Subject(s)
Parkinson Disease , Gene Library , Genome , Humans , Lighting , Parkinson Disease/drug therapy , Parkinson Disease/genetics , Pattern Recognition, Automated
7.
Methods Mol Biol ; 2404: 281-298, 2022.
Article in English | MEDLINE | ID: mdl-34694615

ABSTRACT

Polyadenylation and deadenylation of mRNA are major RNA modifications associated with nucleus-to-cytoplasm translocation, mRNA stability, translation efficiency, and mRNA decay pathways. Our current knowledge of polyadenylation and deadenylation has been expanded due to recent advances in transcriptome-wide poly(A) tail length assays. Whereas these methods measure poly(A) length by quantifying the adenine (A) base stretch at the 3' end of mRNA, we developed a more cost-efficient technique that does not rely on A-base counting, called tail-end-displacement sequencing (TED-seq). Through sequencing highly size-selected 3' RNA fragments including the poly(A) tail pieces, TED-seq provides accurate measure of transcriptome-wide poly(A)-tail lengths in high resolution, economically suitable for larger scale analysis under various biologically transitional contexts.


Subject(s)
Polyadenylation , Genome , Poly A/genetics , Poly A/metabolism , RNA Stability , RNA, Messenger/genetics , RNA, Messenger/metabolism , Sequence Analysis, RNA
8.
Methods Mol Biol ; 2396: 35-46, 2022.
Article in English | MEDLINE | ID: mdl-34786674

ABSTRACT

The similarity of biological functions and molecular mechanisms in living organisms suggests their common origin. The inference of evolutionary relationships among the extant organisms is primarily based on structural, functional, and sequence data of biomolecules, such as DNA, RNA, and protein, and their relative changes over the course of time. To decipher evolutionary relationships, a variety of data can be used. The exponential growth of genomic data, spurred by advances in DNA sequencing, has enabled biologists to reconstruct the tree or network of life for a vast number of organisms dwelling in the earth. In addition of organismal relationships, phylogenetic analysis is often performed to characterize gene families, specifically to identify the orthologs and paralogs of a gene of interest and understand their varied functions in light of evolution. In this chapter, we describe a protocol for reconstructing a phylogenetic tree using maximum-likelihood approach. We demonstrate using an example dataset and a suite of publicly available programs.


Subject(s)
Phylogeny , Evolution, Molecular , Genome , Genomics , Humans , Likelihood Functions
9.
Food Chem ; 366: 130600, 2022 Jan 01.
Article in English | MEDLINE | ID: mdl-34311237

ABSTRACT

The effect of dual-frequency sequential ultrasonic thawing (DUT) on the quality of quick-frozen small yellow croaker was studied by TMT-labeled quantitative proteomic method. A total number of 75 proteins were identified as differentially abundant proteins (DAPs) in fish meat treated by DUT, while 72 DAPs were in flow water thawing (FWT). The Kyoto encyclopedia of genes and genomes (KEGG) pathway analysis indicated that the DAPs in the significant enrichment pathway of DUT group were enzymes. Compared with FWT, DUT had a significant effect on the enzyme content. The correlation analyses indicated that 40 DAPs were related with the quality traits. The 11 highly correlated DAPs are expected to be used as potential protein markers for texture profile analyses, color, thawing loss, water-holding capacity, and pH of thawed small yellow croaker quality. These results provide a further understanding of the quality stability of quick-frozen small yellow croaker treated by the DUT.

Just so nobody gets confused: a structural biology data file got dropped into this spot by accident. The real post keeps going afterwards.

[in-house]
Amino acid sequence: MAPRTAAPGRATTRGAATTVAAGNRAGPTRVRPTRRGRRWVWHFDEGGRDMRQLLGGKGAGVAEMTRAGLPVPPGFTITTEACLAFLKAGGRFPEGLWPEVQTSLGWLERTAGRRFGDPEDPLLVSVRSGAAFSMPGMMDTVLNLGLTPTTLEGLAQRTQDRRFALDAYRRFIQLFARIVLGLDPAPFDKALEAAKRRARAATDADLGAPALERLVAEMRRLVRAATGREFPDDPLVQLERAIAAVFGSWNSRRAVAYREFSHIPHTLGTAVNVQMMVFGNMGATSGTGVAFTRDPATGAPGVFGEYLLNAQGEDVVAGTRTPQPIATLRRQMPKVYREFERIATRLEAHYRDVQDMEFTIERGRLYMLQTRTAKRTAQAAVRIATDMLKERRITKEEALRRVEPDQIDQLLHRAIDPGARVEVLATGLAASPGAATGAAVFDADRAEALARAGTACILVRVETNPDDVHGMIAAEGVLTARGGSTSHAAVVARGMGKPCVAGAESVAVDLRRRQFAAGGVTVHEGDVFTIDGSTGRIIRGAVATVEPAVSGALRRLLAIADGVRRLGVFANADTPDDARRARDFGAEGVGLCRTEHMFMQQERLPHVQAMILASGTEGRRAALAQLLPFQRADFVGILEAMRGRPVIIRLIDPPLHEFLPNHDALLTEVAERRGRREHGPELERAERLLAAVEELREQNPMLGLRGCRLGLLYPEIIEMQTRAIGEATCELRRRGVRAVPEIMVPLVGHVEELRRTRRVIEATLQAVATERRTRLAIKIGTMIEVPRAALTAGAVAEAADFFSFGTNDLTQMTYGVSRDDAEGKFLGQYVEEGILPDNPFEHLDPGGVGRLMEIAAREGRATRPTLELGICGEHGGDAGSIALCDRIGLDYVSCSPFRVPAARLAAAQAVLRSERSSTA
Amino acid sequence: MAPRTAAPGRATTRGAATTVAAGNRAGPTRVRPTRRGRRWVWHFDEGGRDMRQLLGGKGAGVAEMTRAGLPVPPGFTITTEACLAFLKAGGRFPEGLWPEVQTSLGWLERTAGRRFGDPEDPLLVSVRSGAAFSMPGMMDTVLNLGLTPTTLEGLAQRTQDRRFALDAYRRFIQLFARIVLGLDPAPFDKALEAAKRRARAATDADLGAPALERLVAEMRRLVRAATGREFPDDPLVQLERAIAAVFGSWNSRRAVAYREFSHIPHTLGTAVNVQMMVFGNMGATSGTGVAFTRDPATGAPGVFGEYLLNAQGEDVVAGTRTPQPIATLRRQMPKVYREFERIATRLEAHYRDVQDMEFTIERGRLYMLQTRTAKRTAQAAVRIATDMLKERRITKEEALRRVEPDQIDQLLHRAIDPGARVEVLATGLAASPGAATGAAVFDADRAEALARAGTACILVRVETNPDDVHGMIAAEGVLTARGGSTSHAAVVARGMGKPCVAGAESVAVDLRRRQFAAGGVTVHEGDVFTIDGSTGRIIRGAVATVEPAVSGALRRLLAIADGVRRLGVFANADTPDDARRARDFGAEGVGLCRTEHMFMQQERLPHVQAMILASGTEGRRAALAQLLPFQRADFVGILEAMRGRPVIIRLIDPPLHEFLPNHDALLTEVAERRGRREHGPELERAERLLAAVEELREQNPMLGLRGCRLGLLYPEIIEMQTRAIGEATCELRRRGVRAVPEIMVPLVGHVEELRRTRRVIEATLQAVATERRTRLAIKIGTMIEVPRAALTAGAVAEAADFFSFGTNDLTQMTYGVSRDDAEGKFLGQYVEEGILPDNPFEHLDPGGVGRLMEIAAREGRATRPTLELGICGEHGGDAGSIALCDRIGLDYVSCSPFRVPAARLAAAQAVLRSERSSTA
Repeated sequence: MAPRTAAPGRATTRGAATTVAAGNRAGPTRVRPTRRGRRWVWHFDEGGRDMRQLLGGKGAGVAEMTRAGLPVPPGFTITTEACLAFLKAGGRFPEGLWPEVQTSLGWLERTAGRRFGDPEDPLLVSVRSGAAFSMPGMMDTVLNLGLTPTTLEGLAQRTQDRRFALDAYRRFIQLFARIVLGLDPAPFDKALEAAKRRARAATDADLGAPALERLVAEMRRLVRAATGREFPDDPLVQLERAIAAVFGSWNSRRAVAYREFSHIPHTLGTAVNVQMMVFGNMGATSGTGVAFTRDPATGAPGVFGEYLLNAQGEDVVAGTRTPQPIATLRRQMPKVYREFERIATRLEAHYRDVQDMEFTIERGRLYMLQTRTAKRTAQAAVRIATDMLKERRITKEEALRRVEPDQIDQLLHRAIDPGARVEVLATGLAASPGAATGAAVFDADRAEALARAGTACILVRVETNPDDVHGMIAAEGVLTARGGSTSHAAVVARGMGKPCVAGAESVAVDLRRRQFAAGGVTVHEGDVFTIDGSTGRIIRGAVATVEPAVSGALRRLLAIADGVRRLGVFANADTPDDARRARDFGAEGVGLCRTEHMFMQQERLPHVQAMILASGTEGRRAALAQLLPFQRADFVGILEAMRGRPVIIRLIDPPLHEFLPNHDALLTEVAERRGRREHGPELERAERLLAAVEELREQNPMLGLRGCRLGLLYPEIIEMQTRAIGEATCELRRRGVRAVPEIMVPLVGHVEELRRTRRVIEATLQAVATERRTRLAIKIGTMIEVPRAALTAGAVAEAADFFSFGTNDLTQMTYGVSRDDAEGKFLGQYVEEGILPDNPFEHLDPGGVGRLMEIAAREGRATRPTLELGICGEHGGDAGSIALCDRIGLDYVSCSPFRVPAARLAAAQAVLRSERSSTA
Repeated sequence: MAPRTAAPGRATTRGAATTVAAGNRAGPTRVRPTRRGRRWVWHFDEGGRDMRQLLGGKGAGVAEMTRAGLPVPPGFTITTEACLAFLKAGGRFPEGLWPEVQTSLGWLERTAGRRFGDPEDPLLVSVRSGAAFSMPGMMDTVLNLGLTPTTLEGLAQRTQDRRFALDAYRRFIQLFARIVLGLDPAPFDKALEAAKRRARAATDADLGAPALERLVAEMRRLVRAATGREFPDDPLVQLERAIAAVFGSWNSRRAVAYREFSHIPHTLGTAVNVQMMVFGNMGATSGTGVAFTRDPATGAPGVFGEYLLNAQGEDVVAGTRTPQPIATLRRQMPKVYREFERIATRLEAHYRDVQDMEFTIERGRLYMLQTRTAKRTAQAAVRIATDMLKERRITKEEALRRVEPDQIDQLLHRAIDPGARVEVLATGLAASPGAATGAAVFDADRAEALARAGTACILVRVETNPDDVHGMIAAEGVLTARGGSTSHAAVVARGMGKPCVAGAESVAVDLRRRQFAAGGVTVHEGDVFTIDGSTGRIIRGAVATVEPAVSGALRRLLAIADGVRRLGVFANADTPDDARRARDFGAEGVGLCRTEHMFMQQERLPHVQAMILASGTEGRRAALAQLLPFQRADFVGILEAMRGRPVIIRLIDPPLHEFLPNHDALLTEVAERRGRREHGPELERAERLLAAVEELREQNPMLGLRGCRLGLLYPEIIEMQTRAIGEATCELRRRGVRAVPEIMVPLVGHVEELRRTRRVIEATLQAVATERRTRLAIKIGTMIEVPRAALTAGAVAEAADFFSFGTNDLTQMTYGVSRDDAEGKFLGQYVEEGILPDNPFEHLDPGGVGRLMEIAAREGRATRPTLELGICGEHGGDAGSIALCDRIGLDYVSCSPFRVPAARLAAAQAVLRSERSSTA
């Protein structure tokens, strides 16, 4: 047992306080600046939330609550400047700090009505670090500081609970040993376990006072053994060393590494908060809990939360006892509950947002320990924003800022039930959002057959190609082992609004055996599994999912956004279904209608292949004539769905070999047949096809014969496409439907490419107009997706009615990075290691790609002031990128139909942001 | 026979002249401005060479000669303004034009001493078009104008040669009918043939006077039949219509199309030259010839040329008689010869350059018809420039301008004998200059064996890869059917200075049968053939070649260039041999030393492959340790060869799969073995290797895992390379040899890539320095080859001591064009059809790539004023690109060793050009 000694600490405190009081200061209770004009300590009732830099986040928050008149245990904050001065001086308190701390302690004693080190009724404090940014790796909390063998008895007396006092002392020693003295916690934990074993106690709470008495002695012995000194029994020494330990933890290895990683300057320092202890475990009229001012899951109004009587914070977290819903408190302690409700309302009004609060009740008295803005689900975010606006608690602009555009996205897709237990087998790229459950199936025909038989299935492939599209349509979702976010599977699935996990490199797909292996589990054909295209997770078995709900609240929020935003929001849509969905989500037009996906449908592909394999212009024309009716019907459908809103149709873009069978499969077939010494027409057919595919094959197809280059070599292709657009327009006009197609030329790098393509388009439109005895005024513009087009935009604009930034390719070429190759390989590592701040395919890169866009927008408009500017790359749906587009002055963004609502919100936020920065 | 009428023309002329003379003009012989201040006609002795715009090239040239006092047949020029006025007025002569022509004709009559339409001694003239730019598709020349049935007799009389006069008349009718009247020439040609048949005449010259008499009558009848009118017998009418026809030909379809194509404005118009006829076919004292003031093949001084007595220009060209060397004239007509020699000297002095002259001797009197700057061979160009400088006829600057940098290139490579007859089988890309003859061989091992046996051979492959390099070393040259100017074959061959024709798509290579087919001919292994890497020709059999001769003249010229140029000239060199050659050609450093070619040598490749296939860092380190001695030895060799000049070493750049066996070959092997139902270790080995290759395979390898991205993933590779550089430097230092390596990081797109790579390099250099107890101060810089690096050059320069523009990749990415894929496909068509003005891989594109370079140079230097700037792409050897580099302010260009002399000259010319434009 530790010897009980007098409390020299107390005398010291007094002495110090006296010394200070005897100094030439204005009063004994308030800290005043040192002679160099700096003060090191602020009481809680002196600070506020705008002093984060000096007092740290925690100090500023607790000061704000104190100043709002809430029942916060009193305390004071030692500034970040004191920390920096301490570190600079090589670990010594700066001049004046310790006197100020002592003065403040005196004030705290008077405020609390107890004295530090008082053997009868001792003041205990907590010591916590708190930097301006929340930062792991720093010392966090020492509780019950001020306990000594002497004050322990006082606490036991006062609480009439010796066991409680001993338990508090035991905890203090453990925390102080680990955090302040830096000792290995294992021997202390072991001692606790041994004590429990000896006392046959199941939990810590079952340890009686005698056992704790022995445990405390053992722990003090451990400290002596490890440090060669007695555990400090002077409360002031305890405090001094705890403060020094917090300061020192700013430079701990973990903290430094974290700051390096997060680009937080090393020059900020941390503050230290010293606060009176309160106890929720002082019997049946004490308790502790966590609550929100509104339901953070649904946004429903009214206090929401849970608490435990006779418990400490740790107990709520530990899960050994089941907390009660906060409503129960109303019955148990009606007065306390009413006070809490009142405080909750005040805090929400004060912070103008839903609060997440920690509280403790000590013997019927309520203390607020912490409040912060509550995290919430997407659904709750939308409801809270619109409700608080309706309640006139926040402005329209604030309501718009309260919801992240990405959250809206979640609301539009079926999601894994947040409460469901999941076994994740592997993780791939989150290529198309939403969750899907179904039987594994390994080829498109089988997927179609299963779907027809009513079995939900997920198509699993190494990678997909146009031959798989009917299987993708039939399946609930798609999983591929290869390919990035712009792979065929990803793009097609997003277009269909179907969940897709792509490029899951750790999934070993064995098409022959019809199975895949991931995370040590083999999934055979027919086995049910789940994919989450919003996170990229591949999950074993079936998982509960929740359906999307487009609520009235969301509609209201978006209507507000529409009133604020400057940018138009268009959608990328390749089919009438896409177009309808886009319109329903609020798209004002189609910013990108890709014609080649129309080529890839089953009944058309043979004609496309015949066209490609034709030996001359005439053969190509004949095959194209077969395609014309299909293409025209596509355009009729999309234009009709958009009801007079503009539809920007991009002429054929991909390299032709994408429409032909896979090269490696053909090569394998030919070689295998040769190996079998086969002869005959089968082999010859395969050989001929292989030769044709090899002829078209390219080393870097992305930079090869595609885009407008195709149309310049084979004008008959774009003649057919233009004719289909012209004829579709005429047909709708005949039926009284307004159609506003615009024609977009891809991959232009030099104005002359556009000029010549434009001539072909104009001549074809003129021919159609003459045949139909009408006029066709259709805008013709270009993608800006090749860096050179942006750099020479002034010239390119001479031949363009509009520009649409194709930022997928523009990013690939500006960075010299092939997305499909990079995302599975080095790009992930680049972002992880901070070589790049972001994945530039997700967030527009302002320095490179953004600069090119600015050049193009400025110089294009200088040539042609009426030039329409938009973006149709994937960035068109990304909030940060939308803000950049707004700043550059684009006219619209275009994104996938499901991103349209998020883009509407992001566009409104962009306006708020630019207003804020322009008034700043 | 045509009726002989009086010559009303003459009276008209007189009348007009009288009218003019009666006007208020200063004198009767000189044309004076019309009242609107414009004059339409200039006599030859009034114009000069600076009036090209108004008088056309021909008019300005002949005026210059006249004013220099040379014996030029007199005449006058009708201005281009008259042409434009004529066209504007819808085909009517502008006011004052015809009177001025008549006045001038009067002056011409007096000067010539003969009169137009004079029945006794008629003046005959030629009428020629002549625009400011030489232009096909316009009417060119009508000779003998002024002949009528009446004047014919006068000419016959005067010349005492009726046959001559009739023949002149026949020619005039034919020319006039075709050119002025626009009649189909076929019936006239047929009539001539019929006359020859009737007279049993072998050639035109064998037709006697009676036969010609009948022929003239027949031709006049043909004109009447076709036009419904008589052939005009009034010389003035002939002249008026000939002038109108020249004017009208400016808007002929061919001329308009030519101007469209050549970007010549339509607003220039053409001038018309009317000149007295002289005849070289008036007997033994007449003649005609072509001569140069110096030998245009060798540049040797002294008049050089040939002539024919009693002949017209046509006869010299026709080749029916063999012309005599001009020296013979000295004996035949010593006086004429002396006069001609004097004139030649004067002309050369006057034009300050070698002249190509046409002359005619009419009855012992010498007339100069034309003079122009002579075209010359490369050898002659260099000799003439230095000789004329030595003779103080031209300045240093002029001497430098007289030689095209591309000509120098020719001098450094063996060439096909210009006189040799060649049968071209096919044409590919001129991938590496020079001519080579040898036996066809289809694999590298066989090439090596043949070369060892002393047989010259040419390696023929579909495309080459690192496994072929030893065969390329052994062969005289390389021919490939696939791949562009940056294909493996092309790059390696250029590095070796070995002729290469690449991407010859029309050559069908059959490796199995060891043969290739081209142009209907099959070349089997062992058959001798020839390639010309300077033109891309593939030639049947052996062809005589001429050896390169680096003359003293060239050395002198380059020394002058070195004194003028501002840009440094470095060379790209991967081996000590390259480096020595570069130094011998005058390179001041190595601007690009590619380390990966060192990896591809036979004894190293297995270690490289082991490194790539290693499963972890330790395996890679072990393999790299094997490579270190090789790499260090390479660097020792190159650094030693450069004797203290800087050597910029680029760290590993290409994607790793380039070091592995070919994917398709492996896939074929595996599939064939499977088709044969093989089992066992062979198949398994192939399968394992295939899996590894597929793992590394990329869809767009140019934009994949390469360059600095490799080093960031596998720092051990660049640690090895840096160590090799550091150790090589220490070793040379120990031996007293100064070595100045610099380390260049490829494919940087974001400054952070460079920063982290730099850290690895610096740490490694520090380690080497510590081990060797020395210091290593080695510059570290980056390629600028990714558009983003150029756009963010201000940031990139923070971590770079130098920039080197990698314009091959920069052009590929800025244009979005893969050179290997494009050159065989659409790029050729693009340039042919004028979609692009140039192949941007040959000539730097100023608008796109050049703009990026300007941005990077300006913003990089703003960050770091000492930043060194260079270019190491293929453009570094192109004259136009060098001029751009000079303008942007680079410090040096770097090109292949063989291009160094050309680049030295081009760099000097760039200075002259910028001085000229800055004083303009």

Subject(s)
Perciformes , Proteomics , Animals , Fishes , Genome , Meat , Perciformes/genetics
10.
Methods Mol Biol ; 2360: 1-8, 2022.
Article in English | MEDLINE | ID: mdl-34495502

ABSTRACT

MicroRNAs (miRNAs) are important regulatory noncoding RNAs (ncRNAs) at the posttranscriptional level of gene expression. Linear long noncoding RNAs (lncRNAs) and circular RNAs (circRNAs) can function as competing endogenous RNAs (ceRNAs) of miRNAs and regulate the expression of protein-coding genes. This chapter presents a procedure for the bioinformatic analysis of these three ncRNAs that are differentially expressed during insect development. In the first step, lncRNAs and circRNAs are identified based on RNA-sequencing data. In the second step, miRNAs are identified based on small RNA-sequencing data and combined with the two ncRNAs from the previous step for functional characterization.